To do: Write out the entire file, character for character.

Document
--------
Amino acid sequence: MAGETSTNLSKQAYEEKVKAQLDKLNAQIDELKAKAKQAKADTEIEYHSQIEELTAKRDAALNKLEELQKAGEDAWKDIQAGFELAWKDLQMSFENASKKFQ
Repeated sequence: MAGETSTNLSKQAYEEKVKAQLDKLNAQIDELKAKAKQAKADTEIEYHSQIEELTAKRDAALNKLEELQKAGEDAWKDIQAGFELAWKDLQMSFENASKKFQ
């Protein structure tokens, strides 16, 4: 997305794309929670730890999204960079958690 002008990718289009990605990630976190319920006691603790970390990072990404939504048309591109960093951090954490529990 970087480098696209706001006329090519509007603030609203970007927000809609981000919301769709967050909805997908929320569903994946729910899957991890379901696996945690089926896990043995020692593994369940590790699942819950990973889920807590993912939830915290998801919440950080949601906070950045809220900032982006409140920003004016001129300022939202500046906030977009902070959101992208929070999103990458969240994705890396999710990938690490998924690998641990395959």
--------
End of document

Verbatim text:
Amino acid sequence: MAGETSTNLSKQAYEEKVKAQLDKLNAQIDELKAKAKQAKADTEIEYHSQIEELTAKRDAALNKLEELQKAGEDAWKDIQAGFELAWKDLQMSFENASKKFQ
Repeated sequence: MAGETSTNLSKQAYEEKVKAQLDKLNAQIDELKAKAKQAKADTEIEYHSQIEELTAKRDAALNKLEELQKAGEDAWKDIQAGFELAWKDLQMSFENASKKFQ
């Protein structure tokens, strides 16, 4: 997305794309929670730890999204960079958690 002008990718289009990605990630976190319920006691603790970390990072990404939504048309591109960093951090954490529990 970087480098696209706001006329090519509007603030609203970007927000809609981000919301769709967050909805997908929320569903994946729910899957991890379901696996945690089926896990043995020692593994369940590790699942819950990973889920807590993912939830915290998801919440950080949601906070950045809220900032982006409140920003004016001129300022939202500046906030977009902070959101992208929070999103990458969240994705890396999710990938690490998924690998641990395959």